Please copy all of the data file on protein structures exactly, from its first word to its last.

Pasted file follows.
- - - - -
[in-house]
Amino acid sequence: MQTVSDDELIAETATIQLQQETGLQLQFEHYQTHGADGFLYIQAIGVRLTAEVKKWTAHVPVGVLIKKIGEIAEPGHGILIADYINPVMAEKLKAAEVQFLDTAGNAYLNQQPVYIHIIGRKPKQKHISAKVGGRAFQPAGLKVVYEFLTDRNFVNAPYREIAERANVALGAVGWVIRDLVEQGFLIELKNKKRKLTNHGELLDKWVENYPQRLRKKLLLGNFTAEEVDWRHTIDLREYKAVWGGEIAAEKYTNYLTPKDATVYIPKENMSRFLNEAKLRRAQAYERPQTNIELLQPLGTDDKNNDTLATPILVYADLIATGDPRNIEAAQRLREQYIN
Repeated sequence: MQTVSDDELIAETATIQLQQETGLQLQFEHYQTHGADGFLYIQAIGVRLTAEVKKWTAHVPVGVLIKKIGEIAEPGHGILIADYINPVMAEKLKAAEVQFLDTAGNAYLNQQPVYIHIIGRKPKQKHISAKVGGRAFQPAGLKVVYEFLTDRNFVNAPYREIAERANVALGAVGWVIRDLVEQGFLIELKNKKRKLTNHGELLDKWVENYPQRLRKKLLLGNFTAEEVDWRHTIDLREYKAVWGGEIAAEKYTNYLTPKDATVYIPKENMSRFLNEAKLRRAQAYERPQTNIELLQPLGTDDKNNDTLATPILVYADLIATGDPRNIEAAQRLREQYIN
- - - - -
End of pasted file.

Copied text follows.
[in-house]
Amino acid sequence: MQTVSDDELIAETATIQLQQETGLQLQFEHYQTHGADGFLYIQAIGVRLTAEVKKWTAHVPVGVLIKKIGEIAEPGHGILIADYINPVMAEKLKAAEVQFLDTAGNAYLNQQPVYIHIIGRKPKQKHISAKVGGRAFQPAGLKVVYEFLTDRNFVNAPYREIAERANVALGAVGWVIRDLVEQGFLIELKNKKRKLTNHGELLDKWVENYPQRLRKKLLLGNFTAEEVDWRHTIDLREYKAVWGGEIAAEKYTNYLTPKDATVYIPKENMSRFLNEAKLRRAQAYERPQTNIELLQPLGTDDKNNDTLATPILVYADLIATGDPRNIEAAQRLREQYIN
Repeated sequence: MQTVSDDELIAETATIQLQQETGLQLQFEHYQTHGADGFLYIQAIGVRLTAEVKKWTAHVPVGVLIKKIGEIAEPGHGILIADYINPVMAEKLKAAEVQFLDTAGNAYLNQQPVYIHIIGRKPKQKHISAKVGGRAFQPAGLKVVYEFLTDRNFVNAPYREIAERANVALGAVGWVIRDLVEQGFLIELKNKKRKLTNHGELLDKWVENYPQRLRKKLLLGNFTAEEVDWRHTIDLREYKAVWGGEIAAEKYTNYLTPKDATVYIPKENMSRFLNEAKLRRAQAYERPQTNIELLQPLGTDDKNNDTLATPILVYADLIATGDPRNIEAAQRLREQYIN